by Heidi Hartmann, Ph.D.
At a hearing on January 14, the D.C. City Council heard from a number of researchers who testified about the estimated cost of implementing the proposed Universal Paid Leave Act of 2015. By allowing up to 16 weeks of paid leave, D.C.’s proposal is very generous—by U.S. standards—and has attracted national attention. The researchers’ cost estimates ranged from $281 million to upwards from $1 billion annually. Why such a large range? As is often the case with economic analysis, the devil is in the details, or more specifically, the assumptions.
The Institute for Women’s Policy Research (IWPR) estimated the cost would be at the low end, $280.8 million, affordable enough to be covered by less than one percent of payroll. IWPR’s testimony was based on an economic model that has been developed across 15 years and is the only estimate presented to the D.C. Council that relies on the best available data on who takes leave and for how long.
The higher estimates from the other researchers—who have expertise on taxes and regional business, not paid leave—fail to take age, gender, and income sufficiently into account. As a result, they assume that many more workers would take leave and would take substantially more leave under the DC program than they do now. These are not reasonable assumptions.
First, let’s consider who will take leave through the public program. Almost every employee at some point in his or her work life experiences an extended own illnesses, the serious illness of a loved one, or the birth or adoption of a child, but typically not all in the same year and certainly not every year. In a single year, about 11 percent of District workers take some form of leave. Around two-thirds of leaves currently taken in DC are for one’s own illness; one in four leaves are to care for other family members; and, perhaps surprisingly, the lowest share of leaves taken (13 percent) are maternity and bonding leaves. We estimate the number of these leaves will increase under the Council’s program, but not drastically.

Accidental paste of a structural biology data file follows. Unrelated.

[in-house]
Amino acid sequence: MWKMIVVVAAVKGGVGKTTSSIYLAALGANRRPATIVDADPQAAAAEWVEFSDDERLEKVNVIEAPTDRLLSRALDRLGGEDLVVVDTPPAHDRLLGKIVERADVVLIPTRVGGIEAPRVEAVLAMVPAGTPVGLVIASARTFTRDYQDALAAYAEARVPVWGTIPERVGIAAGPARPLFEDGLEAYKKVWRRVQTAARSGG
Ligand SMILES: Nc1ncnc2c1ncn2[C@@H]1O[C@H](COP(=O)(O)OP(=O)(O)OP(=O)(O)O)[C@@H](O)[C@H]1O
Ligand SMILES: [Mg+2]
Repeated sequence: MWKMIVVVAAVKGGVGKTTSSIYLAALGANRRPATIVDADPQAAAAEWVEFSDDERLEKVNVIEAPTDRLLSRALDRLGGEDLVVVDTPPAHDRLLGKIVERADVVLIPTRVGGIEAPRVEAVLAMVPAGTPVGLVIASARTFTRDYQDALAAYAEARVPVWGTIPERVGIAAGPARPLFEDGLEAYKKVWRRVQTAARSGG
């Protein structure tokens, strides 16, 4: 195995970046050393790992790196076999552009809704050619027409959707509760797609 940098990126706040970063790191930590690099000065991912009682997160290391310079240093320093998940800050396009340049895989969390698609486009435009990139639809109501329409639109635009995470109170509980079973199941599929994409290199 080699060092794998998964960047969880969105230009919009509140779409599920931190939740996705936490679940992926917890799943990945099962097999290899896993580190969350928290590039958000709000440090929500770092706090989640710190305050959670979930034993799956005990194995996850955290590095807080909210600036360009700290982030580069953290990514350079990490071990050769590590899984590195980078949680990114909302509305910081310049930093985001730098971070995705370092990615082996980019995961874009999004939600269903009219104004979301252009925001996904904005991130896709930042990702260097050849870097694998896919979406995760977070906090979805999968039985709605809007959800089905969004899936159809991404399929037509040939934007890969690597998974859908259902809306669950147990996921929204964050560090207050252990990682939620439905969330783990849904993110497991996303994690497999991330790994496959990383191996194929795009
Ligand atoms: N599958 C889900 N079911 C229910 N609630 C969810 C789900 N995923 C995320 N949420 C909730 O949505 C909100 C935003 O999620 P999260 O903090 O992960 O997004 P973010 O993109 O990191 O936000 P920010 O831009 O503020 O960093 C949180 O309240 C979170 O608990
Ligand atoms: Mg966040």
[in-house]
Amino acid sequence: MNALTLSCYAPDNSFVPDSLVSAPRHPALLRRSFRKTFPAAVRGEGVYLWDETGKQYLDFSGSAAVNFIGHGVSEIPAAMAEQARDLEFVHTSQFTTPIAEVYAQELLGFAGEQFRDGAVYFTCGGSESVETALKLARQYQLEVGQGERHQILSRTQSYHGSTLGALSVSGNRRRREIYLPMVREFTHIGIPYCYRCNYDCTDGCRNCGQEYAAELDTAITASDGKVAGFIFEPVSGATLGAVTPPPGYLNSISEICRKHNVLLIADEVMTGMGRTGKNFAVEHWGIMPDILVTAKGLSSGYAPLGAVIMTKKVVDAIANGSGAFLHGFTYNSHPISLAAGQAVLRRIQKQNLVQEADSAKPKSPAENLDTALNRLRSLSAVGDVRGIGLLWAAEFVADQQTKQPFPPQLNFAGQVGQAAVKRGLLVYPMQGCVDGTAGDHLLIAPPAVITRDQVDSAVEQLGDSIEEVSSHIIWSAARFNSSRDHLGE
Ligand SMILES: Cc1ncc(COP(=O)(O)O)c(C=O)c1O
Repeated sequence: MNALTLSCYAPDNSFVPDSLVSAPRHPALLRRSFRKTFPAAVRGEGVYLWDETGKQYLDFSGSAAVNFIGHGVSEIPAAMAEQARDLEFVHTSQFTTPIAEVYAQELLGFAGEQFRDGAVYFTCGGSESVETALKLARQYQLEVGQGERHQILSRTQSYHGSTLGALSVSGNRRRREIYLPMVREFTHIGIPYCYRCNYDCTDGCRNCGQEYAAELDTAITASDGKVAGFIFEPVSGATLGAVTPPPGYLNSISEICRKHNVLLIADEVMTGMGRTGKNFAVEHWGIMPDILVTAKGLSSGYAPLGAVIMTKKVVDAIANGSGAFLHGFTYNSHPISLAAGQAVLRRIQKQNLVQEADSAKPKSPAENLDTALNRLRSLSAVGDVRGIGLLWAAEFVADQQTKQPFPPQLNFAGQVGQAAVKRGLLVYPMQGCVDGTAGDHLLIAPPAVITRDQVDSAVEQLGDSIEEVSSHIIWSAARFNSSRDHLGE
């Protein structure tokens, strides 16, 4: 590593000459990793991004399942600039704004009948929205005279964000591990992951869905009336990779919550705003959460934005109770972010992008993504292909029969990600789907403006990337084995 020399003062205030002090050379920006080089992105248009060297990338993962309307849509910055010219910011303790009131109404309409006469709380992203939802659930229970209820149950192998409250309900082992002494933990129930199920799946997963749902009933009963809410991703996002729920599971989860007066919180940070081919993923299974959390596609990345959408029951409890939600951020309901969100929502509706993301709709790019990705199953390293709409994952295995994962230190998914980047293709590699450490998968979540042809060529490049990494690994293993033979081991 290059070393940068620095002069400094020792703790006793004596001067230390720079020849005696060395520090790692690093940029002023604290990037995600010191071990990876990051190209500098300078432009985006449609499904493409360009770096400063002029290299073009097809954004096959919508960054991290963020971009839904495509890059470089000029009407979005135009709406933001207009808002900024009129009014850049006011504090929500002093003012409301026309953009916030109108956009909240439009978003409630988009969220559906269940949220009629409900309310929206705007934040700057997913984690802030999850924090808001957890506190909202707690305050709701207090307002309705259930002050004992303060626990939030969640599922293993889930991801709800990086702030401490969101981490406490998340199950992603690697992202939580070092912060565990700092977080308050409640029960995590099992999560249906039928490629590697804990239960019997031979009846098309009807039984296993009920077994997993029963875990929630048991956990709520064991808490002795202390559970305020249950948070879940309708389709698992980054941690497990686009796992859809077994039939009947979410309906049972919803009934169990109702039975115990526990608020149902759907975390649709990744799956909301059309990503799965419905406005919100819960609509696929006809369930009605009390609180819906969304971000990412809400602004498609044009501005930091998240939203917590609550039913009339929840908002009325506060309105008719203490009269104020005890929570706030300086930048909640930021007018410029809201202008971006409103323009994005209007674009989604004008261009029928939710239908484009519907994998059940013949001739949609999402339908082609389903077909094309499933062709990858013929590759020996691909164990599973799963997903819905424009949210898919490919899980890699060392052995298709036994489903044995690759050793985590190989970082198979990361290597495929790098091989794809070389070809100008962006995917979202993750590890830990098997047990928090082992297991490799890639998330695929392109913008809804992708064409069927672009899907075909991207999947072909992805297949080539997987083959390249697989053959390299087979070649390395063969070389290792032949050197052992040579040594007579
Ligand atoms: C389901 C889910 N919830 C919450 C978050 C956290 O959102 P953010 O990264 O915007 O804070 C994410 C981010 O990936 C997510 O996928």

The proposed DC bill provides full wage replacement for workers earning less than $52,000 per year, and partial wage replacement for higher earners. Importantly, nearly half of DC workers have earnings over $52,000 and would receive less than full wage replacement; they may look to their employers, not the program, for the full wage replacement to which they have become accustomed.
Next, researchers must make a reasonable assumption for how long worker leaves will be under the new program. IWPR’s model predicts a moderate increase in the length of leave—from 3 weeks to 4 weeks at the median—again, not a drastic increase. Half of workers taking leave would be expected to take 4 weeks or less.
While the proposed bill increases access to paid leave, especially to low-wage and part-time workers, job protection for taking leave would still not cover those employed by smaller establishments with fewer than 20 employees. Rhode Island, which recently implemented paid leave, found that over 40 percent of leave takers said they would not have used the program were it not for the job protection, indicating how highly workers value the right to return to their jobs.
There are many other reasons for workers not to take the full leaves for which they are eligible, including the reluctance to fall behind at work and the desire to advance in their career. Research on paid sick days has shown that, even when workers report that they have paid sick days, the typical worker misses only two days of work in a given year.
The final assumption to consider is crucial: what will men do when offered paid leave? Men are half of the city’s potential leave-taking workforce. If men are offered greater access to paid leave, will they take it—and take the full amount—to bond with a new child or to care for a sick relative? In the first ten years of California’s paid family leave program, men’s proportion of leaves taken for family reasons climbed from 17 percent in 2005 to 30 percent in 2013. In Norway, where leave is nearly fully paid and taking leave is less stigmatized, only 21 percent of fathers took the maximum that was available to them in 2012.
Perhaps one of the most unrealistic assumptions made when estimating the costs of paid leave is that we live in a world where men are equally as likely as women to take leave for caregiving. By guaranteeing paid leave for all workers, we may get there one day.
Heidi Hartmann, Ph.D., is the president and founder of the Institute for Women’s Policy Research, a DC-based think tank. She is an economist and received a MacArthur Fellowship for her work on women in the workforce.
To view more of IWPR’s research, visit IWPR.org